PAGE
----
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A Father Of Rock 'N' Roll, Chuck Berry Dies At 90

RAY SUAREZ, BYLINE: I'm Ray Suarez. We're interrupting the broadcast of ALL THINGS CONSIDERED with Michel Martin who's been reporting from Austin, Texas, with breaking news. One of the fathers of rock 'n' roll died today. Chuck Berry died at his home in Missouri earlier today after first responders were unable to revive him. He was 90 years old. He was inarguably one of the most influential early rock musicians.

To find out more about Chuck Berry's remarkable life and career, we're joined now by Peter Guralnick, the music journalist and author who's written extensively on early rock 'n' roll. Peter, tell me about Chuck Berry and for people, I guess, under 50 who aren't that familiar with his music, why such a big mark on the development of rock 'n' roll?

PETER GURALNICK: I mean, he's a person of such inarguable brilliance. He's an American original in the sense that very few of his peers are because he wrote all of his songs. He sang them. He played them. But I should point out that he would argue with that whole concept of originality because Chuck Berry's thesis always was that you build on the past.

He would cite people like T-Bone Walker. He would cite Louis Jordan and Louis Jordan's guitarist Carl Hogan as some of the sources of his inspiration.

SUAREZ: I think if you prompted people, even younger people with "Roll Over Beethoven," "Sweet Little Sixteen," "Nadine," "Maybellene" - they'd say, oh, yeah, I know Chuck Berry and certainly anybody who's seen "Back To The Future." Let's take a listen to this classic.


CHUCK BERRY: (Singing) Deep down in Louisiana close to New Orleans, way back up in the woods among the evergreens there stood a log cabin made of earth and wood, where lived a country boy named Johnny B. Goode who never, ever learned to read or write so well, but he could play a guitar just like ringing a bell. Go, go...

SUAREZ: Of course that's scorching guitar in Johnny B. Goode. For now, it seems tremendously familiar. But in the 1950s, it must have sounded really revolutionary and fresh.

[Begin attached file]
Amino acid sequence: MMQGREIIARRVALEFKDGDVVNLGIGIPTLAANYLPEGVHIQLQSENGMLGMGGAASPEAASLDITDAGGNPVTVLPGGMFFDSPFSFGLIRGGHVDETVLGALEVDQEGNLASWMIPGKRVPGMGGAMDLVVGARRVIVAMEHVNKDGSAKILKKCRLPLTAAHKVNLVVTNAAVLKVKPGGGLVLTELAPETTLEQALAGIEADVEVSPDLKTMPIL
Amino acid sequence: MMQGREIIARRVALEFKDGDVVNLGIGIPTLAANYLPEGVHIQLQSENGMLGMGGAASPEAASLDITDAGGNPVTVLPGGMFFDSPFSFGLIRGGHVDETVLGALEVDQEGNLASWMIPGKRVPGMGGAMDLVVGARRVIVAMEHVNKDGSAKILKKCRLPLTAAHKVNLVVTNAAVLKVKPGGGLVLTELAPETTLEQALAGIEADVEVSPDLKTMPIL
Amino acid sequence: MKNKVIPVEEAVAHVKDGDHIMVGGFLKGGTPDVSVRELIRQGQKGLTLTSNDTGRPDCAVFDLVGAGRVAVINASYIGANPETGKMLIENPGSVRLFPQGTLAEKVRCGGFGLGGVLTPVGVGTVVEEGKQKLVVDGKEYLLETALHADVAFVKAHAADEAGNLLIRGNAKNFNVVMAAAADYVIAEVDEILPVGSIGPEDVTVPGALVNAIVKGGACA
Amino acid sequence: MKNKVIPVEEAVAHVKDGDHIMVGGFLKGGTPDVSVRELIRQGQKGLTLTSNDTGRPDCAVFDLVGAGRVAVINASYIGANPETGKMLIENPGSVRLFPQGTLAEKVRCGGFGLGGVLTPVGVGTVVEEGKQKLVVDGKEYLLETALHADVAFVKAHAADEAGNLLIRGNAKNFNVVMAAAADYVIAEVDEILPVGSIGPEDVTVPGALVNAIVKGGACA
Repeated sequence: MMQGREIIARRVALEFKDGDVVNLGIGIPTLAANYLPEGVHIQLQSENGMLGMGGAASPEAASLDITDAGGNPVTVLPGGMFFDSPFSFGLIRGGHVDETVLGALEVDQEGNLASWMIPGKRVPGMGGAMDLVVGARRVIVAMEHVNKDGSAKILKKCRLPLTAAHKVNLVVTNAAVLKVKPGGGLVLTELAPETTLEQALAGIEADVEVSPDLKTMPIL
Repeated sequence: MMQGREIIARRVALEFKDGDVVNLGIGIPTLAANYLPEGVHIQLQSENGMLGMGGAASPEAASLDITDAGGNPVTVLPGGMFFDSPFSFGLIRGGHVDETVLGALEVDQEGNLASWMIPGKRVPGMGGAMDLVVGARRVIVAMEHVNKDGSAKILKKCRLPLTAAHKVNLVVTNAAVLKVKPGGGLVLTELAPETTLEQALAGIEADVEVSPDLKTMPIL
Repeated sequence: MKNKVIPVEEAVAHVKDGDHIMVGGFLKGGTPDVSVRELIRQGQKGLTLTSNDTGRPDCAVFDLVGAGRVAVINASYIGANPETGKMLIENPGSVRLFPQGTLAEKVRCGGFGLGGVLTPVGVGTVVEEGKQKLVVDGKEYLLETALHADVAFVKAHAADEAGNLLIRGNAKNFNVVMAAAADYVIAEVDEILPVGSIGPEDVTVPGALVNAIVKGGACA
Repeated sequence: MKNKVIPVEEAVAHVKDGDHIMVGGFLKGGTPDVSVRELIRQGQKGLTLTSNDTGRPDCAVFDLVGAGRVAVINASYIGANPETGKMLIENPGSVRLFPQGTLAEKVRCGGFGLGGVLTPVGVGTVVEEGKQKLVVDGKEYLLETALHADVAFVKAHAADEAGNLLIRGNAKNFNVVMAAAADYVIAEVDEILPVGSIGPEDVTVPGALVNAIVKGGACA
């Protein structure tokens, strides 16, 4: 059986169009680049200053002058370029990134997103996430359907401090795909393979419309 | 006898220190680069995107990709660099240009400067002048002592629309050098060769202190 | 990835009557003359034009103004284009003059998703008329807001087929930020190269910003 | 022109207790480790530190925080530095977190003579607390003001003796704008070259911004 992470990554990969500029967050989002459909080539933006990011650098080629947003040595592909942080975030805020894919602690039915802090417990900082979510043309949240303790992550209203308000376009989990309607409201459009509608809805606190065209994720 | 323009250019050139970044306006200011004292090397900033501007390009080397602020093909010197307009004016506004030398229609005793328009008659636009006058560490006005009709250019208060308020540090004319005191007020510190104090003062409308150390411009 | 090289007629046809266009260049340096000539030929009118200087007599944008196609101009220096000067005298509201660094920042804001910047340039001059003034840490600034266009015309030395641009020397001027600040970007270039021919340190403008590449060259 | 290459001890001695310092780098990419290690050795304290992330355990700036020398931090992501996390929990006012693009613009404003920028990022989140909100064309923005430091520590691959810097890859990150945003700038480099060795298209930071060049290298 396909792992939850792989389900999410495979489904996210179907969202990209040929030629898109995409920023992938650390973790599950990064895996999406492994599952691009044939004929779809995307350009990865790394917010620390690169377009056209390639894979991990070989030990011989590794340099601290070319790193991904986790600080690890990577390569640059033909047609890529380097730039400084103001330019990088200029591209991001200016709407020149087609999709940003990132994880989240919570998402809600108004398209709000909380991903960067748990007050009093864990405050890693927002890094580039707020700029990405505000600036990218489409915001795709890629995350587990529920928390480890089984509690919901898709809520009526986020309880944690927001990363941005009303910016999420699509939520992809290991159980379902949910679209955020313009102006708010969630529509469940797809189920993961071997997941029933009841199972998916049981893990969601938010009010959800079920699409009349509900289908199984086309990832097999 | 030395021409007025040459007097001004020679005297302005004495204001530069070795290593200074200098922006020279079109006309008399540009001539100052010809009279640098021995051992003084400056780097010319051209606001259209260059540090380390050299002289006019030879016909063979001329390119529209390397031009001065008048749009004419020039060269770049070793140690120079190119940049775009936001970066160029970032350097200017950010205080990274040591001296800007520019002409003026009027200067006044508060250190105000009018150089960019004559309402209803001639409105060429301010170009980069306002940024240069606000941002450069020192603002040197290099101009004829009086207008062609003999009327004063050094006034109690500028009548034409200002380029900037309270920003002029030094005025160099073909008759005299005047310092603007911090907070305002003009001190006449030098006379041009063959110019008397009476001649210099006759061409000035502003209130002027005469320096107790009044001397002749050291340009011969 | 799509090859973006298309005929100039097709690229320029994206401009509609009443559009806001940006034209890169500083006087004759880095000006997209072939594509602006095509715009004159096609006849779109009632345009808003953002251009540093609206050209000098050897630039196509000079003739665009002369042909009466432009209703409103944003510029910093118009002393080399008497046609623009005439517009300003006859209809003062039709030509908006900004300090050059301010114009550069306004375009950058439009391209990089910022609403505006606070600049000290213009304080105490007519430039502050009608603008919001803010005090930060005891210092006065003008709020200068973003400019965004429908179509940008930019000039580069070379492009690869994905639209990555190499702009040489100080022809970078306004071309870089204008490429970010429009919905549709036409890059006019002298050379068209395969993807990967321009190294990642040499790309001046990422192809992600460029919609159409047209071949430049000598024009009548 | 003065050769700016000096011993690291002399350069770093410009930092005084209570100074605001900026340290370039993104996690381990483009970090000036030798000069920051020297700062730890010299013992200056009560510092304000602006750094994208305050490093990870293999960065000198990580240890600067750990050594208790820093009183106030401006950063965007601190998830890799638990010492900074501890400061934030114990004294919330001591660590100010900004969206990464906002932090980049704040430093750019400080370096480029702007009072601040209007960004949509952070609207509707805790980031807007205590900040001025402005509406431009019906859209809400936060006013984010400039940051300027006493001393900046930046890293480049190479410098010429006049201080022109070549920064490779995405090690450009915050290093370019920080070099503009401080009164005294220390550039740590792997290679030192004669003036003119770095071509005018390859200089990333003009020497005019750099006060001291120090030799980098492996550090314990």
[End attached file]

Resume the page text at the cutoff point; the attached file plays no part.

GURALNICK: Well, I think it did. It did sound revolutionary and fresh, and yes, he had a sense of moving the song along. But you take a song like "Johnny B. Goode" and what he's created there is a fable. And it's a fable with which anyone - everyone can identify to a certain extent. And yet, it really has no bearing on the author's personal life.

Other songs like "Brown Eyed Handsome Man" are fables of the kind of segregated experience that Chuck Berry had growing up and living in contemporary America and in which the "Brown Eyed Handsome Man" goes free because the judge's wife says let that man go free.

SUAREZ: We're talking about a guy who is a live act over 100 nights a year well into his 70s who was still playing concerts in his 80s. What was he like in person?

GURALNICK: He was better in his 50s.


GURALNICK: I mean, he - Chuck Berry was a very moody guy. If anybody really wants to learn more about him, read his autobiography which he wrote every word of and which is as contentious and cantankerous as Chuck was himself. And he could be the most charming person in the world in performance or he could be someone who definitely did not endear himself to an audience by the attitude that he took towards them.

There was really no predicting what it was that would set him off. And he's somebody who set himself outside of society both by choice and by temperament.

SUAREZ: That's Peter Guralnick, a music journalist and author who's written extensively on rock 'n' roll's early years and profiled Chuck Berry for Rolling Stone. Peter, thanks a lot.

GURALNICK: Thank you.


BERRY: (Singing) Go. Johnny B. Goode. Transcript provided by NPR, Copyright NPR.

NPR transcripts are created on a rush deadline by an NPR contractor. This text may not be in its final form and may be updated or revised in the future. Accuracy and availability may vary. The authoritative record of NPR’s programming is the audio record.